A few helpful tips for travel. Lots of folk are moving across this world, but as a senior I no longer want to sleep on the floor in a tent (oh the struggle to get back up), carry a backpack (much too heavy), or share a dorm room with youth. The last one thought nothing of snapping the light on at 1:00 am in the room when I was asleep. It happened in a hostel in London, England and a Japanese girl in broken English told me she had just arrived from Russia on a train ride across Siberia.
I easily found the bus in Edinburgh, waiting at the bridge outside the main train station, which took me to the airport for my flight to Ireland. I had to pay something like $200 CD one way to Dublin, booked a few days before over the Internet at the hostel, while a local told me he paid around $40. I had tried to book from Canada, but the wizard wouldn’t work to let me. A travel bureau in the city wanted to charge me $300 for the same flight.
A week later, in Sligo, Ireland the guy who carried my luggage to the room said he’s be back to settle in a bit later. What???? oh me who didn’t know there were coed dorms. I went back downstairs to pay a bit more for a private room, and luckily there was one. I enjoyed private rooms in hostels more than bed and breakfasts during my Great Britain trip, especially in Scotland. Heads up to both Glasgow and Edinburgh with a thank you. I had prebooked and paid for these rooms from Canada over the Internet and had no problem when I arrived.
At the Sligo hostel I shared breakfast with a teacher and his student who had arrived from Germany, and who were walking across Ireland that spring. A slower pace to ‘find themselves.’ People travel for all kinds of reasons, and I was impressed. Great conversation.
Need help planning a trip? My recent discovery:
I learned a hard lesson on my last trip to Mexico/Belise. I was asked to bring a large supply of medications to a Canadian senior I know living there, whom I planned to visit. It was a long day trip to Orillia here in Ontario to get them from his pharmacy. I made sure to pack the bag of pills in my open carry-on bag so customs could check them more easily. I was expecting lots of questions, but no, they didn’t seem concerned. But somewhere in the two airports of Toronto International and Cancun, Mexico, or on the flight with Westjet, someone else stole them all. The person must have been close behind me in line when I discussed the medications with officials, to know I had them. I discovered the loss when I had paused in Cancun to buy currency in the airport for Belise, but they don’t sell any– another surprise.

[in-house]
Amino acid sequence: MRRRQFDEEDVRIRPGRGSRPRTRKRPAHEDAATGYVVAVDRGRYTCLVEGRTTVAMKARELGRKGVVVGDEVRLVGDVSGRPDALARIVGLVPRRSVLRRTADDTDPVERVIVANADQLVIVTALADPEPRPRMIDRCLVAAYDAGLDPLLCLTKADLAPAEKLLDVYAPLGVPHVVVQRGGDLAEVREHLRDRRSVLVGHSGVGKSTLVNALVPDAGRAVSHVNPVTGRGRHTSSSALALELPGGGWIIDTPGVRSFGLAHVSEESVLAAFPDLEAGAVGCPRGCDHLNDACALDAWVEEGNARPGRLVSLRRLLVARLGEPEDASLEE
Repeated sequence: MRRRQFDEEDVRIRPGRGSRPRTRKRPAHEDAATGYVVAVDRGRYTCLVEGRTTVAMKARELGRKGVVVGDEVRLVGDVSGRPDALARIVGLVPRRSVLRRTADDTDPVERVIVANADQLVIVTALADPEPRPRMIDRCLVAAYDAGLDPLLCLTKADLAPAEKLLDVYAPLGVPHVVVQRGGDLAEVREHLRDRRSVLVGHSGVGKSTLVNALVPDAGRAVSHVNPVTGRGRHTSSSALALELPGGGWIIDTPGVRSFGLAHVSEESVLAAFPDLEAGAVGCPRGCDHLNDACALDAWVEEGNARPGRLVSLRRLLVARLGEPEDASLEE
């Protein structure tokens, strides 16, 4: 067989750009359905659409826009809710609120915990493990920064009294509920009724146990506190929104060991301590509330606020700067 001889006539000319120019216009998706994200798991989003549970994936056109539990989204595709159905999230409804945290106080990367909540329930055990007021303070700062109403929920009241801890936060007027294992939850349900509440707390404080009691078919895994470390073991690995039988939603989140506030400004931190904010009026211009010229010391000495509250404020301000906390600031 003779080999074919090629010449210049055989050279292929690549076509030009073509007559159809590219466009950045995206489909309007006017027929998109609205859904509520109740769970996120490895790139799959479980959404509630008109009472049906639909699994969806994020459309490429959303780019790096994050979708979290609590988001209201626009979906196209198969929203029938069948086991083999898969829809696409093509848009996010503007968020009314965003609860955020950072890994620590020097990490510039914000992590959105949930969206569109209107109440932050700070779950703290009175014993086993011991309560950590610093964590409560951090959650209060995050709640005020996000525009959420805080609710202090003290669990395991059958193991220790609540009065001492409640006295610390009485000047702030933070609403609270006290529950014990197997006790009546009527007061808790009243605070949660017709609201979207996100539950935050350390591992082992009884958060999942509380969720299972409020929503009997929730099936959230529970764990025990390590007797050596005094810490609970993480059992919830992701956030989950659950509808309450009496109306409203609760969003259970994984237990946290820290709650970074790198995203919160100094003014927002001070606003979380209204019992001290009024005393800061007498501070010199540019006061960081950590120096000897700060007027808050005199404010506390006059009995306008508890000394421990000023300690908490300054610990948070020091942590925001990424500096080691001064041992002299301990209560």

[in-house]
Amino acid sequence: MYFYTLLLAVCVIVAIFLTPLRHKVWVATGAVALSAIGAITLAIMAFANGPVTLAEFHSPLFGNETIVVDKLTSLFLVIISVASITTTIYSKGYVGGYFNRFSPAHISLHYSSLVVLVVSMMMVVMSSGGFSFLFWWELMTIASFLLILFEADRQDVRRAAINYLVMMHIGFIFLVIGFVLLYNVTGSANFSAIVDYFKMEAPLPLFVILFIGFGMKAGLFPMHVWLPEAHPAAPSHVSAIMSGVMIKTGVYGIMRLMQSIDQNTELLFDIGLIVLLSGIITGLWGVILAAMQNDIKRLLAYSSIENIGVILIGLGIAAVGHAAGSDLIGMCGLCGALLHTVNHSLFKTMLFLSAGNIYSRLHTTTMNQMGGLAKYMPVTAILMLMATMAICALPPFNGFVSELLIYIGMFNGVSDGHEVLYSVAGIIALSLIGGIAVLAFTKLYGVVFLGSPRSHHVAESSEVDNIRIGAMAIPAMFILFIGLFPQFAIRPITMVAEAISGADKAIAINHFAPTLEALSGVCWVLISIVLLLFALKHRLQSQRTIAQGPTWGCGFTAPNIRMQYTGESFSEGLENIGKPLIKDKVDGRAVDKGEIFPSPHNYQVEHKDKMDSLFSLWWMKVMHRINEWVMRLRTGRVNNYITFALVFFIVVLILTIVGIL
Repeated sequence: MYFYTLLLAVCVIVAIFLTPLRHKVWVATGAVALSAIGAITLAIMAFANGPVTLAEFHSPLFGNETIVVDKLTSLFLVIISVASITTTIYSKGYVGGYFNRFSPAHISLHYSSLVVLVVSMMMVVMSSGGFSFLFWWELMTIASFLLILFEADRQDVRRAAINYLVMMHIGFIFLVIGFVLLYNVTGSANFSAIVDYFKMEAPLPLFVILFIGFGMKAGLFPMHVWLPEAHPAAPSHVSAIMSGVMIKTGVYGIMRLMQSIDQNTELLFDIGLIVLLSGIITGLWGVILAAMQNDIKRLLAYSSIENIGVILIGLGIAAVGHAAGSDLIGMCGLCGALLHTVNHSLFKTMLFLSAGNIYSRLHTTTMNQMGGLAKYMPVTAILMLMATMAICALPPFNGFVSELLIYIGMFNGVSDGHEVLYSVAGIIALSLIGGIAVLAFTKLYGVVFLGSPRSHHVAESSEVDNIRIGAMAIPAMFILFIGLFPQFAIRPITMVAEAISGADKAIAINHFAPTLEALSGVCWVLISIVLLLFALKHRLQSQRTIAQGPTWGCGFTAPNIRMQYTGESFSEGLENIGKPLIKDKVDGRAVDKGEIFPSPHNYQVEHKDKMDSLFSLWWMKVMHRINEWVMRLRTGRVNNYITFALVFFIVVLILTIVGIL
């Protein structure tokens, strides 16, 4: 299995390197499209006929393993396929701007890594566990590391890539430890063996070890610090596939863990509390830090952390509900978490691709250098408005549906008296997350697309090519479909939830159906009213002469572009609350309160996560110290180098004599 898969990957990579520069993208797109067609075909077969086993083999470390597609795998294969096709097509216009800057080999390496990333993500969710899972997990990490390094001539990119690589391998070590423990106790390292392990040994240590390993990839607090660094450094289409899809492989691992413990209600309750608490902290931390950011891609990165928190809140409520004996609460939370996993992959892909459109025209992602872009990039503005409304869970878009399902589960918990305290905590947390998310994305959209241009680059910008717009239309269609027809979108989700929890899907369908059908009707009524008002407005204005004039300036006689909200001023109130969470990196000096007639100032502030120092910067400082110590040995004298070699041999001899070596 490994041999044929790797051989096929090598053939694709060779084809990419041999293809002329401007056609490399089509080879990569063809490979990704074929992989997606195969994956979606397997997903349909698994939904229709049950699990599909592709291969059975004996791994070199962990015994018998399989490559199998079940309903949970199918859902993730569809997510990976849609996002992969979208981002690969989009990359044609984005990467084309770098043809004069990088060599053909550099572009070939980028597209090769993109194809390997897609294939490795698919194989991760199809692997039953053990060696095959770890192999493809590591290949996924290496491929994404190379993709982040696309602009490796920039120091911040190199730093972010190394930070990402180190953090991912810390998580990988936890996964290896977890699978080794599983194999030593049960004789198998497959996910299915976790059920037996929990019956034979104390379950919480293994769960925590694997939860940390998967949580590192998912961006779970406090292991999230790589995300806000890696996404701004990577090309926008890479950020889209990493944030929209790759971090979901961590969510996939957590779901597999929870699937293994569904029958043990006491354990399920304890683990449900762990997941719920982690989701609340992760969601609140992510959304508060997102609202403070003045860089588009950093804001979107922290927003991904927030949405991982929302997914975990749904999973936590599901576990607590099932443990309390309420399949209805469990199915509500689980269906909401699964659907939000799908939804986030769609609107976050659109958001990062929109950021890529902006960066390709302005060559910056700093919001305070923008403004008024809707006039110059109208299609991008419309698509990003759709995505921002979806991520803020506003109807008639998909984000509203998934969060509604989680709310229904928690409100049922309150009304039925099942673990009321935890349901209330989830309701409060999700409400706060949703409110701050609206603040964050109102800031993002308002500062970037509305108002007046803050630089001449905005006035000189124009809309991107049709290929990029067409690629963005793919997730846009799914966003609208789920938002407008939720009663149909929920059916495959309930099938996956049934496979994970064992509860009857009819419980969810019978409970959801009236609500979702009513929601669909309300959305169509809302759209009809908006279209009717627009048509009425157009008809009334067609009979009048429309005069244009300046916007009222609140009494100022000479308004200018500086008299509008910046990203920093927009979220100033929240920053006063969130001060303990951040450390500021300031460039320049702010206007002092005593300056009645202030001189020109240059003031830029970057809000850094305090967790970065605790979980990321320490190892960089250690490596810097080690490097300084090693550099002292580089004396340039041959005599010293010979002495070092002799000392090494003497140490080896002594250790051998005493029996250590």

I hadn’t yet left the airport so I returned to Mexican officials who spoke with the woman who had scanned my luggage. I made an official report of the loss with both Mexican customs and Westjet. When I got home, no report had been received, not even by the airlines. I now think my mistake was putting that bag in the overhead compartment above my seat. So be aware what you put up there in the airplane bin, and make sure it is locked.
I couldn’t get a bus to Belise from the Cancun airport and had to find my way downtown to the bus station to do so, but on the way back, the bus dropped me off right at the door. By the way, be aware if travelling overland in that southern direction, the bus stops at Mexican border. There are two officials in a little hut, and you are brought inside one by one. The man charges everyone $25 American to leave the country. He accepted my Canadian funds. Of course people protested but if you don’t pay, you don’t proceed. I had read about this before my trip on the Internet but didn’t grasp its upset.
On my return trip, again at night, at Belise customs, a couple and a single American on the bus were stopped. I saw him walking away into the darkness on the station platform. It took quite a while to have everyone’s luggage examined and passport stamped, but we finally reloaded. To my surprise the others were back with us. I leaned forward to ask the American guy what happened. He told me when everyone else had left, he put $100 American in his passport, returned to the official, and was stamped through with no problem.
Memories of an earlier time: Northern Canada
Flying into Assumption in Northern Canada to deliver pay cheques to workers building homes for the Indians. I was working for the Department of Indian Affairs, the Federal Government, based in High Level, Alberta. The moment our plane landed on the grass, the mud splashed on the windshield so we landed ‘blind.” All the children rushed out to greet us. About 40 years or so ago.